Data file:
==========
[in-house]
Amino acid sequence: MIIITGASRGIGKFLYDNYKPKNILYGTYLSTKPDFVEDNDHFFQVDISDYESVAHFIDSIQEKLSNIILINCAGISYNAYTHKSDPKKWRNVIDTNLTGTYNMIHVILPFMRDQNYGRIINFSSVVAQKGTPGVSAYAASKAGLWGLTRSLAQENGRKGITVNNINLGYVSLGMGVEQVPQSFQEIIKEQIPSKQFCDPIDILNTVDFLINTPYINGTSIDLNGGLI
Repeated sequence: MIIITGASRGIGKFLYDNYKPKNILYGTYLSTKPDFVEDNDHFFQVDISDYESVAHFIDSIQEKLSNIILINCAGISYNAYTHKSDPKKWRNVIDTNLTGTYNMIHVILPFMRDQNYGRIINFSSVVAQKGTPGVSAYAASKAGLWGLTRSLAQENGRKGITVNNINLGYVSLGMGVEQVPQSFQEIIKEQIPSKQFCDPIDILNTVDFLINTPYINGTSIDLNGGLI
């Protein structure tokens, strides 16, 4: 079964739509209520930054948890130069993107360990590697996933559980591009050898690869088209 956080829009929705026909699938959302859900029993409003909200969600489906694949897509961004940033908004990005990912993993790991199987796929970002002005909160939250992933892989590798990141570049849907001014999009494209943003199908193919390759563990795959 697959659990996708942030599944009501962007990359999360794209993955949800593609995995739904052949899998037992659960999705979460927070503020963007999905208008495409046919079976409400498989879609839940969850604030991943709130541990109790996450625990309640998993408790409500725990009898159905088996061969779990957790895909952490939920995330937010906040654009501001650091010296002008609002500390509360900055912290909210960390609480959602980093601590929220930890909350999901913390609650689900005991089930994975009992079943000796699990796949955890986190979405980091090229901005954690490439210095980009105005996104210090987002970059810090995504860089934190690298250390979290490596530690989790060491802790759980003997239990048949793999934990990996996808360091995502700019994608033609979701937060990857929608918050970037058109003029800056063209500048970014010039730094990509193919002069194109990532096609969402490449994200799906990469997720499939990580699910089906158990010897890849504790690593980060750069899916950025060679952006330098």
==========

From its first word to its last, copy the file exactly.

[in-house]
Amino acid sequence: MIIITGASRGIGKFLYDNYKPKNILYGTYLSTKPDFVEDNDHFFQVDISDYESVAHFIDSIQEKLSNIILINCAGISYNAYTHKSDPKKWRNVIDTNLTGTYNMIHVILPFMRDQNYGRIINFSSVVAQKGTPGVSAYAASKAGLWGLTRSLAQENGRKGITVNNINLGYVSLGMGVEQVPQSFQEIIKEQIPSKQFCDPIDILNTVDFLINTPYINGTSIDLNGGLI
Repeated sequence: MIIITGASRGIGKFLYDNYKPKNILYGTYLSTKPDFVEDNDHFFQVDISDYESVAHFIDSIQEKLSNIILINCAGISYNAYTHKSDPKKWRNVIDTNLTGTYNMIHVILPFMRDQNYGRIINFSSVVAQKGTPGVSAYAASKAGLWGLTRSLAQENGRKGITVNNINLGYVSLGMGVEQVPQSFQEIIKEQIPSKQFCDPIDILNTVDFLINTPYINGTSIDLNGGLI
């Protein structure tokens, strides 16, 4: 079964739509209520930054948890130069993107360990590697996933559980591009050898690869088209 956080829009929705026909699938959302859900029993409003909200969600489906694949897509961004940033908004990005990912993993790991199987796929970002002005909160939250992933892989590798990141570049849907001014999009494209943003199908193919390759563990795959 697959659990996708942030599944009501962007990359999360794209993955949800593609995995739904052949899998037992659960999705979460927070503020963007999905208008495409046919079976409400498989879609839940969850604030991943709130541990109790996450625990309640998993408790409500725990009898159905088996061969779990957790895909952490939920995330937010906040654009501001650091010296002008609002500390509360900055912290909210960390609480959602980093601590929220930890909350999901913390609650689900005991089930994975009992079943000796699990796949955890986190979405980091090229901005954690490439210095980009105005996104210090987002970059810090995504860089934190690298250390979290490596530690989790060491802790759980003997239990048949793999934990990996996808360091995502700019994608033609979701937060990857929608918050970037058109003029800056063209500048970014010039730094990509193919002069194109990532096609969402490449994200799906990469997720499939990580699910089906158990010897890849504790690593980060750069899916950025060679952006330098």